Culture is a multidimensional concept, and cultural group membership depends on how membership is defined and which domain of culture is being considered. Cultural membership describes whether an individual meets basic traits ascribed to a cultural group while cultural fit is a more specific term referring to the degree to which an individual behaves like others within that group within the specific cultural domain (Mokros, 2003; Sam and Berry, 2010). Because within-group cultural differences can be difficult to measure statistically, quantitative studies sometimes define membership according to superficial traits (e.g., nationality or linguistic group) and assume that their study samples are “a good fit” for a culture by virtue of this superficial membership. For example, many studies assume that individuals are cultural members because they are born and raised within specific geopolitical borders (Cohen, 2009; Cole, 2009). However, this manner of defining cultural membership conflates country with culture, and might not sufficiently account for potential diversity (e.g., intersectional memberships, variations in fit) that a country’s native residents may embody (Cohen, 2009). Even when more specific definitions of cultural membership are applied, an individual may reflect their cultural group to varying degrees and in varying domains, and multiple domains are conflated in many studies (Mobasseri et al., 2017). Therefore, characterizing cultural fit within a single cultural domain, such as social values, may be useful for understanding one dimension of the relationship between country and culture. To examine social determinants of within-culture cohesion, this study applies Cultural Consensus Analysis (CCA), which is an anthropological method of defining cultural group membership, to the domain of social values using carefully defined study samples.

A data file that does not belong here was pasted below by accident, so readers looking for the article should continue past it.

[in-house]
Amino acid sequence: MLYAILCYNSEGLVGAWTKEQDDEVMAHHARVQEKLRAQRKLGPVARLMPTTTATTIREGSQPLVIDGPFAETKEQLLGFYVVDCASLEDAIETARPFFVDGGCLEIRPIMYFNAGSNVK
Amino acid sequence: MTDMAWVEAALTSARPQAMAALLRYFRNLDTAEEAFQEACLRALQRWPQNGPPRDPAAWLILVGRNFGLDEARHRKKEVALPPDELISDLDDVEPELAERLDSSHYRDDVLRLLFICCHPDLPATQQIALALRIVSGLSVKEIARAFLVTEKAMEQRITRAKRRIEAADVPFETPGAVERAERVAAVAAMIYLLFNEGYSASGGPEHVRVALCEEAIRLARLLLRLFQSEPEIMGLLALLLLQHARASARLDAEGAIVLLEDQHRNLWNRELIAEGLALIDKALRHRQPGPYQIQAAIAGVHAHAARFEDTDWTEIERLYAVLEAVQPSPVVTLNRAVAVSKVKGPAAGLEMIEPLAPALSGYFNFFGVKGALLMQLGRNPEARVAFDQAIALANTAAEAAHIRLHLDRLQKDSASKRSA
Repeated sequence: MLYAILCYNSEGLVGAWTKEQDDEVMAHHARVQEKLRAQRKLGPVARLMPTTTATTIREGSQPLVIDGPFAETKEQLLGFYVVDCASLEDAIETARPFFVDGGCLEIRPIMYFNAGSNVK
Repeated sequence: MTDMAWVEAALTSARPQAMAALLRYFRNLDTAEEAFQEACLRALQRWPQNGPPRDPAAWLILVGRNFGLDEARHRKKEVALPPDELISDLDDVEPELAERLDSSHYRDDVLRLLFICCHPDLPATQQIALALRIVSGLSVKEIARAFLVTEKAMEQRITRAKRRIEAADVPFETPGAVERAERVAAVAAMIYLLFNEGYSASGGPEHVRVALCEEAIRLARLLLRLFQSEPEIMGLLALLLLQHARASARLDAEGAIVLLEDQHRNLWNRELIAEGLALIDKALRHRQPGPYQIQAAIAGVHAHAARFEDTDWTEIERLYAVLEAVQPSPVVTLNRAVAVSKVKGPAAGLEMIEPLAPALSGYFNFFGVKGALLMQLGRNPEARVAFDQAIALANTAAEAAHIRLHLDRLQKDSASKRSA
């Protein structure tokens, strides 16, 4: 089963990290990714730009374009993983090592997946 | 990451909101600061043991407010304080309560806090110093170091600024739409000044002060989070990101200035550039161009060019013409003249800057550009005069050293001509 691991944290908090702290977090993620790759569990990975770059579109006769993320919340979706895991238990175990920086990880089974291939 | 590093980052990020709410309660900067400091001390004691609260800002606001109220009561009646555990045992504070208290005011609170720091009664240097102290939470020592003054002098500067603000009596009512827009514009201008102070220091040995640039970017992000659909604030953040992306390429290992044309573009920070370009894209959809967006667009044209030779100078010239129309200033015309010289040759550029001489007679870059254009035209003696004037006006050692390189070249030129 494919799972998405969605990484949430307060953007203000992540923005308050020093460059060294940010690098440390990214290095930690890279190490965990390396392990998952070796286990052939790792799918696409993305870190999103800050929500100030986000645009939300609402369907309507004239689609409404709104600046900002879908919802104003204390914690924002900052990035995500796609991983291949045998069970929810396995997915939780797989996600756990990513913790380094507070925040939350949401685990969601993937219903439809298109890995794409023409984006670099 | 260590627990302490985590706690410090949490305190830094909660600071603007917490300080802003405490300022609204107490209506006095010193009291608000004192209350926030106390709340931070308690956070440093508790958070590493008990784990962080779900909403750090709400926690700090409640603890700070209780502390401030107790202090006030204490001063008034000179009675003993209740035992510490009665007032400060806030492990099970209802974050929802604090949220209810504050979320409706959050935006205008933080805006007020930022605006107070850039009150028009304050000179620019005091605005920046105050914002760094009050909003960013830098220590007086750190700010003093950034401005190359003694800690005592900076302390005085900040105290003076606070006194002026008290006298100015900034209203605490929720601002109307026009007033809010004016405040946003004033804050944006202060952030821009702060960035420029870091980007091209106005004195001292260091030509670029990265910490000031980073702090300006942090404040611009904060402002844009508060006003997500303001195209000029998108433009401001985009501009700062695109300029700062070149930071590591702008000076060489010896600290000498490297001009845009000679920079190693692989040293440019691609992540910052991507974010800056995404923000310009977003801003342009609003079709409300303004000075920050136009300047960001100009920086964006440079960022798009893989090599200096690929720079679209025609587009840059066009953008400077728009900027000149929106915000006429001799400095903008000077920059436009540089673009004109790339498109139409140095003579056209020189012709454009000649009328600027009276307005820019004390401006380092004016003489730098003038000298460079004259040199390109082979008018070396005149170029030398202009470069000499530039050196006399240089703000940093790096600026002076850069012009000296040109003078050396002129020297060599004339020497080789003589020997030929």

Culture can be defined across multiple domains, and social values represent one deeply-rooted domain of culture to which members may or may not subscribe (Hofstede, 2001; Schwartz, 2006). Social values vary substantially across cultural groups and are considered as a defining feature of group memberships (Elfenbein and O’Reilly, 2007). They are passed down vertically and obliquely between generations and horizontally among peers, and they provide foundations for complex, symbolic cultural behaviors, such as manners and traditions (Trommsdorff, 2009; Bisin and Verdier, 2010). Traditionally, the domain of social values has been studied by examining self-construal groups. Self-construal is a classification system defining social value orientations that define people as either independent, meaning that they are oriented toward individuality and value personal preferences, or interdependent, meaning that they are oriented toward community and value group benefits (Markus and Kitayama, 1991; Triandis, 1995; Oyserman et al., 2002). Self-construal has been widely criticized for being overly simplistic and binary (Mateo et al., 2013). Social values schema (SVS) describes the constellation of social values that an individual holds to varying degrees as represented on a continuum (Osland et al., 2000; Cheng and Fleischmann, 2010; Boer and Fischer, 2013; Bilsky et al., 2015). SVS is correlated with self-construal, butrepresents a distinct cultural domain (Crafa et al., 2018). While self-construal measures self-reported actions and social orientations, SVS measures the degrees of valuations that partiallyconstruct self-identity (e.g., “I do” vs. “I am” statements). The SVS is additionally more nuanced than measures of self-construal because it considers multiple social values and the degree to which an individual endorses or rejects each value, thus resulting in a constellation of social value preferences rather than resorting to binary classifications (Crafa et al., 2018). For example, an individual may value agreeableness and independence or assertiveness and interdependence – or all four social values to varying degrees. Examining SVS allows the scope of these nuances and ostensible contradictions to be captured without invoking binary categories (Crafa et al., 2018). Thus, we propose that SVS can be used to measurehomogeneity ofcultural membership and fit.